Trump: The Art of the Deal

Author: Donald J. Trump,Tony Schwartz

Publisher: Plassen Verlag

ISBN: 3864704804

Category: Political Science

Page: 400

View: 6276

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Donald Trump in Action – im Business, im Alltag, mit seinen Freunden, seinen Geschäftspartnern, seiner Familie. Hier finden Sie seine elf goldenen Regeln, destilliert aus seinen großartigsten Deals. Das ultimative Lesevergnügen für jeden, der Geld verdienen und erfolgreich sein möchte. Und seit dem 20. Januar 2017 auch für jeden, der verstehen möchte, wie der mächtigste Mann der Welt denkt.

Furcht

Trump im Weißen Haus

Author: Bob Woodward

Publisher: Rowohlt Verlag GmbH

ISBN: 3644002738

Category: Political Science

Page: 512

View: 5376

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Bob Woodward, die Ikone des investigativen Journalismus in den USA, hat alle amerikanischen Präsidenten aus nächster Nähe beobachtet. Nun nimmt er sich den derzeitigen Präsidenten vor und enthüllt den erschütternden Zustand des Weißen Hauses unter Donald Trump. Woodward beschreibt, wie dieser Präsident Entscheidungen trifft, er berichtet von eskalierenden Debatten im Oval Office und in der Air Force One, dem volatilen Charakter Trumps und dessen Obsessionen und Komplexen. Woodwards Buch ist ein Dokument der Zeitgeschichte: Hunderte Stunden von Interviews mit direkt Beteiligten, Gesprächsprotokolle, Tagebücher, Notizen – auch von Trump selbst – bieten einen dramatischen Einblick in die Machtzentrale der westlichen Welt, in der vor allem eines herrscht: Furcht. Woodward ist das Porträt eines amtierenden amerikanischen Präsidenten gelungen, das es in dieser Genauigkeit noch nicht gegeben hat.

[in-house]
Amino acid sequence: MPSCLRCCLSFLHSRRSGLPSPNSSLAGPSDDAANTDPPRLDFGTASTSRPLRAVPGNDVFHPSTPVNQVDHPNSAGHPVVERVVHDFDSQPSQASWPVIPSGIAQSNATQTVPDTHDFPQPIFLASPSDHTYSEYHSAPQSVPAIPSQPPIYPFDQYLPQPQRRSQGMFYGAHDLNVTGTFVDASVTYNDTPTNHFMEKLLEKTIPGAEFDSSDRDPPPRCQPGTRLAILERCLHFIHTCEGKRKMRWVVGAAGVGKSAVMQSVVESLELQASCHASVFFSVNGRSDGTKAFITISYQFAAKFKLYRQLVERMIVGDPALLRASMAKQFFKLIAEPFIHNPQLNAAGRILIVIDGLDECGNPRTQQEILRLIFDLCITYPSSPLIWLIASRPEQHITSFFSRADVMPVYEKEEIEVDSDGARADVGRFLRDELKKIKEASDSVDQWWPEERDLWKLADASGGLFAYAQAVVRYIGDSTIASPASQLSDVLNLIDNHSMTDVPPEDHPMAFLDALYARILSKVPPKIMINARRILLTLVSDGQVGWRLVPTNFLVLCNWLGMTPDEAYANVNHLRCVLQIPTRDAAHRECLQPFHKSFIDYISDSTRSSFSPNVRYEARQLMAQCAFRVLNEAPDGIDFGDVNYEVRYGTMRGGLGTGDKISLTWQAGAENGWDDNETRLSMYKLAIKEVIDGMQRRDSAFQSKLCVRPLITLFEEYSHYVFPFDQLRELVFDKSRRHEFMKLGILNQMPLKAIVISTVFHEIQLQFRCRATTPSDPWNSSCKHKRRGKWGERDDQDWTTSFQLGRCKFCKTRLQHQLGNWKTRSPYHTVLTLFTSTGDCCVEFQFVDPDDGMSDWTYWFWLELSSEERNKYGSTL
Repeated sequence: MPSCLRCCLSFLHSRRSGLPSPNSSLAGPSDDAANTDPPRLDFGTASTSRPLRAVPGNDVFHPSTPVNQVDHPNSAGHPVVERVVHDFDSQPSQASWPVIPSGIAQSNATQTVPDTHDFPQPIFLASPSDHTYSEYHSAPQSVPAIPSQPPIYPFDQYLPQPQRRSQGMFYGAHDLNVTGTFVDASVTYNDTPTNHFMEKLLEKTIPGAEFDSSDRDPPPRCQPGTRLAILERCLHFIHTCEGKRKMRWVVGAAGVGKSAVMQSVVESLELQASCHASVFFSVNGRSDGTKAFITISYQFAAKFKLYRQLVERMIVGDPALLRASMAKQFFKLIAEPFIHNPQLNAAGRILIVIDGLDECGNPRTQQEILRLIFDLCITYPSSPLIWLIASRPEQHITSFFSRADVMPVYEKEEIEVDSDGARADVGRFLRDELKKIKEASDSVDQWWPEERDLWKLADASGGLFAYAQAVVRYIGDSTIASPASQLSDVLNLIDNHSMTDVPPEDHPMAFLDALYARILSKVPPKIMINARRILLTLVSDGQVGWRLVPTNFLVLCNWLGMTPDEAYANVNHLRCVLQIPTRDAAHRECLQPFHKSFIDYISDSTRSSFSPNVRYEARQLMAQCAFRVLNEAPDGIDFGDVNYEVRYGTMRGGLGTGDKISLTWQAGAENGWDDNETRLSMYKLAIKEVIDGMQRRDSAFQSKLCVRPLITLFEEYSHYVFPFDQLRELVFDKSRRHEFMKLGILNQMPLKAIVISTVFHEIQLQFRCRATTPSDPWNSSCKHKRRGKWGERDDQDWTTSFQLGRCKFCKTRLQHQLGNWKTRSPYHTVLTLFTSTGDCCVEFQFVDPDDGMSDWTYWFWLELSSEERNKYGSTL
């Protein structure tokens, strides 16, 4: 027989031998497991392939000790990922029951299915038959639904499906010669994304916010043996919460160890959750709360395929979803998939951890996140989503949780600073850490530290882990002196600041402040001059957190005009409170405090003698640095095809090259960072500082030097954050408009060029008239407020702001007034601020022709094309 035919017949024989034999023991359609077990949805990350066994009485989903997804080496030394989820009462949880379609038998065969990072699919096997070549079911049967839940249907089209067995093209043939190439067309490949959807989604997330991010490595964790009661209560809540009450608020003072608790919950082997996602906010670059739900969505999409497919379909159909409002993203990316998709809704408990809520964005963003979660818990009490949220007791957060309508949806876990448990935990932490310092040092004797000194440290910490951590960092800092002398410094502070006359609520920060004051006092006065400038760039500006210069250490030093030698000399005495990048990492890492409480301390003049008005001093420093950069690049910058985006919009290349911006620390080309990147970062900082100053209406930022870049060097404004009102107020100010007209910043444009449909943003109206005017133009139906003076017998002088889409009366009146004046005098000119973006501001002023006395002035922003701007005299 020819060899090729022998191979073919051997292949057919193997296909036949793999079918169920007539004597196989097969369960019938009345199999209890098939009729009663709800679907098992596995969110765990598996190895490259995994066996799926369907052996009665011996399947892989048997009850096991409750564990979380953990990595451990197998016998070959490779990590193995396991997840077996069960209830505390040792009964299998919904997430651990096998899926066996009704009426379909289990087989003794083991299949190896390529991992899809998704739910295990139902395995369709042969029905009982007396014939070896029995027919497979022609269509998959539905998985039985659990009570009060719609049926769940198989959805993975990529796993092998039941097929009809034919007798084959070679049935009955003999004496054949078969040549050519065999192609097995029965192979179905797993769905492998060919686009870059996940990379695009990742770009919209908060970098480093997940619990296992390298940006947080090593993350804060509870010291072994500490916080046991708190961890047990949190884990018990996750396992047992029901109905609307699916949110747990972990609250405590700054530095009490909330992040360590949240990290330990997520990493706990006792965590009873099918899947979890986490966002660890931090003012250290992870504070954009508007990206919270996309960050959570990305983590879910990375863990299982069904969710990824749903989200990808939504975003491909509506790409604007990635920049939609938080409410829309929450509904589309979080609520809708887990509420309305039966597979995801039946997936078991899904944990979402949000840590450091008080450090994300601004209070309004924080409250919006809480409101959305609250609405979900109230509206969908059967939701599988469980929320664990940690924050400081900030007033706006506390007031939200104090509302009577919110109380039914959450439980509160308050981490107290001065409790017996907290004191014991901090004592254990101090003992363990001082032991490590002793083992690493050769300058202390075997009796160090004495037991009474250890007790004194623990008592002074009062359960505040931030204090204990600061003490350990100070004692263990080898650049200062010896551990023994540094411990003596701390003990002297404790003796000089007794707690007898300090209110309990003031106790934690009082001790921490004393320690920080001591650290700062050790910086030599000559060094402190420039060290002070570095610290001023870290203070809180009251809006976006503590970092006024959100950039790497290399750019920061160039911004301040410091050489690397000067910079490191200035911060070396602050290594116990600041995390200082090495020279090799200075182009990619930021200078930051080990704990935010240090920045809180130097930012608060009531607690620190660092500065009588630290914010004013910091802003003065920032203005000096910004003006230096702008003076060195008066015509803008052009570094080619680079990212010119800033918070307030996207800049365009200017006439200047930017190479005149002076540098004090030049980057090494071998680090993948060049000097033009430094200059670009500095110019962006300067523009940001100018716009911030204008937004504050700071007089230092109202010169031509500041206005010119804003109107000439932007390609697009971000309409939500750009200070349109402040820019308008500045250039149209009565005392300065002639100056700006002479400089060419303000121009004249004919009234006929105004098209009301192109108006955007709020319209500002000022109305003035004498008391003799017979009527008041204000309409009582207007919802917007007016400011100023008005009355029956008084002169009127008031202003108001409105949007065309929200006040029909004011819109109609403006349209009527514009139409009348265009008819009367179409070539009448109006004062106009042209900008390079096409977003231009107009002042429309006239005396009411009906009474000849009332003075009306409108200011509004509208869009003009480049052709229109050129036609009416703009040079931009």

Arschlöcher - eine Theorie

Author: Aaron James

Publisher: Riemann Verlag

ISBN: 3641101948

Category: Social Science

Page: 288

View: 8761

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Jeder kennt eines Man begegnet ihnen überall: im Job, in der Schule, im Freundeskreis, in der Politik, in Geschichtsbüchern, im Fernsehen oder im Straßenverkehr. Mitunter sogar in der Familie. Man könnte sie auch als Mistkerle, Tyrannen, Wichtigtuer, Intriganten oder Egomanen beschimpfen. Arschlöcher sind eine Zumutung. Doch was genau macht ein Arschloch aus? Warum sind es oft Männer? Weshalb bringen manche Länder mehr Arschlöcher hervor als andere? Ist der Kapitalismus schuld? Oder ist es eine Frage des Charakters? Und können wir uns überhaupt wohl fühlen in einer Gesellschaft, wo Arschlöcher sprießen wie Unkraut? Aaron James beschäftigen diese und weitere Fragen. Seine Theorie ist so intelligent wie unterhaltsam und enthält darüber hinaus eine nützliche Gebrauchsanleitung für den Umgang mit A*.

Nicht kleckern, klotzen!

Der Wegweiser zum Erfolg- aus der Feder eines Milliardärs

Author: Donald Trump

Publisher: Börsenbuchverlag

ISBN: 3942888645

Category: Business & Economics

Page: 336

View: 321